Worlds Inc. v. Bungie, Inc.
903 F.3d 1237 (Fed Cir. 2018)
Back in September 2018, the Federal Circuit reversed the PTAB decision to invalidate U.S. Patent Nos. 7,945,856, 8,082,501, and 8,145,988 because the board had not adequately considered all real parties in interest during the inter partes reviews. All three patents relate to method and systems for displaying computer-generated avatars in a virtual world. Worlds Inc. owns all three patents. Bungie petitioned the PTAB to institute the IPRs and invalidate the three patents.
This case arises out of another case, Worlds Inc. v. Activision Publishing. In 2012, Worlds asserted a number of patents against Activision claiming games like Call of Duty infringed. At the time, Bungie was not a party to the litigation, but then in 2014, Worlds notified Activision of its intent to add Bungie, claiming the game Destiny also infringed. Bungie filed the petitions for the three IPRs six months after Activision received the notice. It is important to note that between 2012 and 2014 Activision had not filed any IPRs, which means its one-year deadline to file had lapsed. When Bungie filed its petition for IPR proceedings, it did not name Activision as a real party of interest. Worlds argued that Bungie should have named Activision as a real party in interest because of a Developer-Publisher agreement between the two video game companies. The PTAB rejected Worlds’ argument and went on to invalidate the patents. Worlds appealed to the Federal Circuit.
An IPR petition “may be considered only if . . . the petition identifies all real parties in interest.” 35 U.S.C. section 312(a)(2). Identifying real parties in interest becomes important in an IPR proceeding because it can affect whether the petition is subject to a time bar; therefore it is important who has the burden to prove who is a real party in interest. The Federal Circuit clarified that the burden to demonstrate the petition is not time-barred belongs to the petitioner. However, the PTAB may properly take the petition’s assertions regarding real parties in interest at face value until the patent owner can demonstrate some evidence that there may be an unnamed real party in interest. If the patent owner does present evidence of an omission of a real party, then the burden of persuasion requires the petitioner to prove it has satisfied its section 312(a)(2) requirements.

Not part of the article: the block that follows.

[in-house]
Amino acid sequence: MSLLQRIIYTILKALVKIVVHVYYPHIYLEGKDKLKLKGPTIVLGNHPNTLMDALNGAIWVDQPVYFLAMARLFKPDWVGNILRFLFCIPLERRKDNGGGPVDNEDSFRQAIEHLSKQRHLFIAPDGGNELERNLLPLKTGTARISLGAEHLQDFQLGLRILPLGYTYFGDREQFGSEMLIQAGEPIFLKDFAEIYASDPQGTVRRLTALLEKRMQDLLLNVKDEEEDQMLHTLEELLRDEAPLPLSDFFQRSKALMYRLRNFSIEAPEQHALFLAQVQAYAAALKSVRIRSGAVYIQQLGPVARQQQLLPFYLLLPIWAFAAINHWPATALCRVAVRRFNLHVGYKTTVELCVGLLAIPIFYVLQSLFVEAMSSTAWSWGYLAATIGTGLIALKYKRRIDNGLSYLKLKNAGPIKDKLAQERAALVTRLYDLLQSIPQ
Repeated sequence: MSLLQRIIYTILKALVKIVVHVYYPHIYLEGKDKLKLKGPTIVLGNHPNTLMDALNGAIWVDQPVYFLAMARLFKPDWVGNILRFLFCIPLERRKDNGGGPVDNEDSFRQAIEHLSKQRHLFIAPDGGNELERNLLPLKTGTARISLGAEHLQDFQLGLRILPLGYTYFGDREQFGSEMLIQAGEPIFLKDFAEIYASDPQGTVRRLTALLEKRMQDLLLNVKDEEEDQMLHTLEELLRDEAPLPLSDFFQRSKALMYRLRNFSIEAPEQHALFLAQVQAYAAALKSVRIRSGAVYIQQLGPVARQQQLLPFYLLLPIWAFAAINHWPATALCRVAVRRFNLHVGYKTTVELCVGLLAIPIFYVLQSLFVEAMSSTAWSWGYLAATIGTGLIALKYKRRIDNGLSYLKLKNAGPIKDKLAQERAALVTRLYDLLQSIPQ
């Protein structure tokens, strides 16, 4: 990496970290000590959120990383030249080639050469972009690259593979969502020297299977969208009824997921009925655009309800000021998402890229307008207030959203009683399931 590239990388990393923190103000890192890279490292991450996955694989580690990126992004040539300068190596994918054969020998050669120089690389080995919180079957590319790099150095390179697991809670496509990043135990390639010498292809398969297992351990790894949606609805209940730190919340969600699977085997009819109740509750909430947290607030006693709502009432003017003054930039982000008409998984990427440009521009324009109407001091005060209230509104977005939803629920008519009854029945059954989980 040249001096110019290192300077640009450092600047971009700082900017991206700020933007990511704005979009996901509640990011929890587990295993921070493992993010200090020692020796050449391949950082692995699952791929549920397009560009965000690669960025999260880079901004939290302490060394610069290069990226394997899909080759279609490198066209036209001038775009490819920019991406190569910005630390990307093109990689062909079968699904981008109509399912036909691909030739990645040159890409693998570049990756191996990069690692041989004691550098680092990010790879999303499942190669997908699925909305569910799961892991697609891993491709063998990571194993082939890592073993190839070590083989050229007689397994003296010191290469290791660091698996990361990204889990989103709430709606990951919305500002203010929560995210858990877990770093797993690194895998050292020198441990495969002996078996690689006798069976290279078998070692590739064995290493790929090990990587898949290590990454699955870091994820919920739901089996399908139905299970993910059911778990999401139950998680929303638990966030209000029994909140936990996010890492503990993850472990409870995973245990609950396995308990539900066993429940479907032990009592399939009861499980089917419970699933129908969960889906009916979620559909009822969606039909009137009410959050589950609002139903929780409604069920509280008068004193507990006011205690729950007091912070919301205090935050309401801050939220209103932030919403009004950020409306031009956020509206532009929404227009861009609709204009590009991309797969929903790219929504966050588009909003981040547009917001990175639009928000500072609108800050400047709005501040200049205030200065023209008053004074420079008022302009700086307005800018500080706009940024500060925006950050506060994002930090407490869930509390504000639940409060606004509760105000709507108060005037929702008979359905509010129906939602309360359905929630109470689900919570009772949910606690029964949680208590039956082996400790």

During the IPR proceedings, Worlds did present to the PTAB the Developer-Publisher agreement as evidence that Activision is a real party. In the agreement is a provision that requires legal reviews of a ‘Product’ to be cleared by Activision. Worlds argued that the IPRs constituted a legal review of a product, therefore, Activision would be able to dictate the direction of the proceedings, making it a real party in interest. The PTAB rejected these arguments and instead relied upon Bungie’s assertion that it was solely responsible for the IPRs. In reviewing the PTAB’s decision, the Federal Circuit seemed disturbed by the board’s reliance on Bungie’s assertions and more particularly the board’s refusal to place the burden back on Bungie after the agreement came to light. The Federal Circuit vacated the PTAB’s decision and remanded for reconsideration of the issue of whether Activision was a real party in interest, which would result in the petition being time barred.
This case is still ongoing and we will provide updates when available.